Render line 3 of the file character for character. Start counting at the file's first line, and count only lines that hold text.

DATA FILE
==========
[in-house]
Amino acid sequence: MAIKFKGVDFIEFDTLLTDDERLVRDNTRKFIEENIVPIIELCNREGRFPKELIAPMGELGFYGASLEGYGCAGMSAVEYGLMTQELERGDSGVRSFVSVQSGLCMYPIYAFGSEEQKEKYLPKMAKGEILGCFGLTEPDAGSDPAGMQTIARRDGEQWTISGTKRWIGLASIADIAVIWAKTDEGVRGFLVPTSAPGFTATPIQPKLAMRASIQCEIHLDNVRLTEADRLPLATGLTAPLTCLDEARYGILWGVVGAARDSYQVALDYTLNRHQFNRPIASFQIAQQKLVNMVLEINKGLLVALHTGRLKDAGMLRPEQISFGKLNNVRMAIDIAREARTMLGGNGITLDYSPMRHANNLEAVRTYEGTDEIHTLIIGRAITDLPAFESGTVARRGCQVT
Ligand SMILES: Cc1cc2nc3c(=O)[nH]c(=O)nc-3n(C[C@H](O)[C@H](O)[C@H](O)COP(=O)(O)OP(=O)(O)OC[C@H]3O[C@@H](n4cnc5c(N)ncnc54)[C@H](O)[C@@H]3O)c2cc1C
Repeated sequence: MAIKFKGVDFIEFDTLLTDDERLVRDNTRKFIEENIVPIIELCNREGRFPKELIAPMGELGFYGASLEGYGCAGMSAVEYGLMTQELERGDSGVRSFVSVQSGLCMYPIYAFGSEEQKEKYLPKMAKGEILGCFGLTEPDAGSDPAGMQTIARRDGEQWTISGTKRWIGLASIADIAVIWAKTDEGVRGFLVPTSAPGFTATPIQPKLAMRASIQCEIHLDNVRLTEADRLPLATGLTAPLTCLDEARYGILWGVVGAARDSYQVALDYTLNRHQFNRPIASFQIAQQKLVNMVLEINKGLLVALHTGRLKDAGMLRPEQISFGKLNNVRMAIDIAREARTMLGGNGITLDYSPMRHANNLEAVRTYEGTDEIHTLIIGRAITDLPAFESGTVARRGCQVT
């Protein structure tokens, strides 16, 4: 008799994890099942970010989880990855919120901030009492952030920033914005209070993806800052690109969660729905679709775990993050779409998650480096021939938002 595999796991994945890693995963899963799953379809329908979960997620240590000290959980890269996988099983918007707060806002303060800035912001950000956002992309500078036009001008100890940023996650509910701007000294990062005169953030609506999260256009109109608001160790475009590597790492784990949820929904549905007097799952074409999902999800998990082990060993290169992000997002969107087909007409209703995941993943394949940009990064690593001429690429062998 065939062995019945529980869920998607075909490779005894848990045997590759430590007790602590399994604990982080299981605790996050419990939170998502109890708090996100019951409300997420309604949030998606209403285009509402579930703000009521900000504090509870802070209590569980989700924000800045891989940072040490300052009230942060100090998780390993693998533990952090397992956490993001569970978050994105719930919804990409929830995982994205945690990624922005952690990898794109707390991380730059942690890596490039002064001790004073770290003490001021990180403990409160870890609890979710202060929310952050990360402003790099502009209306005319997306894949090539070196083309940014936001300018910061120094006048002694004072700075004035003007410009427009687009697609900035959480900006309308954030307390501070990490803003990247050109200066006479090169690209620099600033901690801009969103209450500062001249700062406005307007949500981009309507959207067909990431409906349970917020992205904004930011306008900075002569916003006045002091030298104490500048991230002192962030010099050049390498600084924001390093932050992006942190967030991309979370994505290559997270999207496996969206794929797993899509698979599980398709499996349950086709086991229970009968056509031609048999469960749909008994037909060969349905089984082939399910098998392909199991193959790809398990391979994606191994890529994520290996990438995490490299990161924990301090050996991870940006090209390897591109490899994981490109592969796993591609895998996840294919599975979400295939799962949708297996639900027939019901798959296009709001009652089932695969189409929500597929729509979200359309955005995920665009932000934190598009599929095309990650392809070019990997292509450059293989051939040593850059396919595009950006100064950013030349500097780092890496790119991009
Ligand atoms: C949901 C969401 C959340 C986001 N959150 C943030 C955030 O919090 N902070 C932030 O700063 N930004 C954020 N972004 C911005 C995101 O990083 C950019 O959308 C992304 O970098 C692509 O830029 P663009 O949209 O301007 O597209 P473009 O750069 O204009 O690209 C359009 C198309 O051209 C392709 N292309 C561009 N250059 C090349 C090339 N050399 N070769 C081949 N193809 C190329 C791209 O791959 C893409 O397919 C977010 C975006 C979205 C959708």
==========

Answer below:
Ligand SMILES: Cc1cc2nc3c(=O)[nH]c(=O)nc-3n(C[C@H](O)[C@H](O)[C@H](O)COP(=O)(O)OP(=O)(O)OC[C@H]3O[C@@H](n4cnc5c(N)ncnc54)[C@H](O)[C@@H]3O)c2cc1C